When an officer suspects you have hit the road less than perfectly sober, they have a plethora of tools they can use to prove or disprove this hunch. While tools like breath analysis tests (colloquially called breathalyzers) often get the most press, that is likely not the test you will take at the start.
Instead, that falls on standardized field sobriety tests (SFSTs). This is a form of field testing that stands out from the others for several reasons, which is what makes it the most common. But what is it, exactly?
What are SFSTs?
VeryWell Mind examines the place SFSTs have when it comes to determining if a driver acts under the influence. All field sobriety tests check how you physically react and behave in order to determine if alcohol has any influence over your actions. However, standardized tests exist in their own category for several reasons.
First, they have a unified rubric by which all officers must judge them. This helps cut down on the influence of officer bias on test results, as non-standardized tests rely solely on the observation and conclusions drawn by the testing officer.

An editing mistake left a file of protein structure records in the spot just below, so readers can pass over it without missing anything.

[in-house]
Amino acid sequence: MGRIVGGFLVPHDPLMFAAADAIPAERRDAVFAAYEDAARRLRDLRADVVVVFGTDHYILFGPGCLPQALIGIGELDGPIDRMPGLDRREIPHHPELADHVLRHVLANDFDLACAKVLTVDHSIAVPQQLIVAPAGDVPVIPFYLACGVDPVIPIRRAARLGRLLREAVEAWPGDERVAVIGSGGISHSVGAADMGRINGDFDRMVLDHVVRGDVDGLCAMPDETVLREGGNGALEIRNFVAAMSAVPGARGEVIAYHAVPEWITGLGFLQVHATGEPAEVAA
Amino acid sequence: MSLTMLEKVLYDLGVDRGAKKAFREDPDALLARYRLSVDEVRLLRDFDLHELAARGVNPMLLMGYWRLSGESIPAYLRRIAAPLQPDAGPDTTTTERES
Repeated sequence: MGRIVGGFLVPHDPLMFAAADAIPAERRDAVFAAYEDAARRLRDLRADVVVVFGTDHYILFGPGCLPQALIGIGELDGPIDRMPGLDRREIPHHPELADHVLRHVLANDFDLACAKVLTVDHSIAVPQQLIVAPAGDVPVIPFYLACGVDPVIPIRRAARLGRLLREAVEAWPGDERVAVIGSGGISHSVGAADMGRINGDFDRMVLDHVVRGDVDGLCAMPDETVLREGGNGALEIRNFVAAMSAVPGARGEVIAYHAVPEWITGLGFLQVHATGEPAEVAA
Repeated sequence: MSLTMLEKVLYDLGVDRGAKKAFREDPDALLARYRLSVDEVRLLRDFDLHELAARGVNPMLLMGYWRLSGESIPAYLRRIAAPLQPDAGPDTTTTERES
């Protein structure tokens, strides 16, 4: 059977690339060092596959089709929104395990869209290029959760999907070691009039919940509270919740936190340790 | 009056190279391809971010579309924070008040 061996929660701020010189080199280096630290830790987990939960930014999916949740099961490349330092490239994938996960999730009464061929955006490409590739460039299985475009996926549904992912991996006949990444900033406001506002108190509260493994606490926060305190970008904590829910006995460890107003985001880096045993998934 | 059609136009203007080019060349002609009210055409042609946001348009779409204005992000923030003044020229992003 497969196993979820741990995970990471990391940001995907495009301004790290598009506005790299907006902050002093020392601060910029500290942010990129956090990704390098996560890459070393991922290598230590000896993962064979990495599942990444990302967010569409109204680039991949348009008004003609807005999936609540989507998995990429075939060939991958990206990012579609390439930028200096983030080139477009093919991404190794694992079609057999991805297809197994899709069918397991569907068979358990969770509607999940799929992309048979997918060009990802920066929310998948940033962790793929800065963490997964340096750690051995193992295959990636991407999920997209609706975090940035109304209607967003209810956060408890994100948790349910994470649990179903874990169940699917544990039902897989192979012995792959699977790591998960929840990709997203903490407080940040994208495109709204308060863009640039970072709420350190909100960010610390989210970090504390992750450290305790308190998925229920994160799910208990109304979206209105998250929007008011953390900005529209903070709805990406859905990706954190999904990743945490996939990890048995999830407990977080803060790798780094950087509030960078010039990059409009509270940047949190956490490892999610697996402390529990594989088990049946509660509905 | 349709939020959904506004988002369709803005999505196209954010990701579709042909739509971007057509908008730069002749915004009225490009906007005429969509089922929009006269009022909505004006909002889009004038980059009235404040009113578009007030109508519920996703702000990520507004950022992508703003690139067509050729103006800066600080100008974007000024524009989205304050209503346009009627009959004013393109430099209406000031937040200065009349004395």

Second, because of these rubrics, only three SFSTs exist. On the other hand, dozens of non-standardized tests exist, and many of these tests have different versions, which contributes to the aforementioned issue of officer bias.
How do courts view them?
Despite the steps SFSTs go through to eliminate officer bias, it can still come through. Courts have an awareness of this as well, which is why they do not put much weight on field sobriety tests of any sort as strong, central evidence. This is important to keep in mind when facing charges.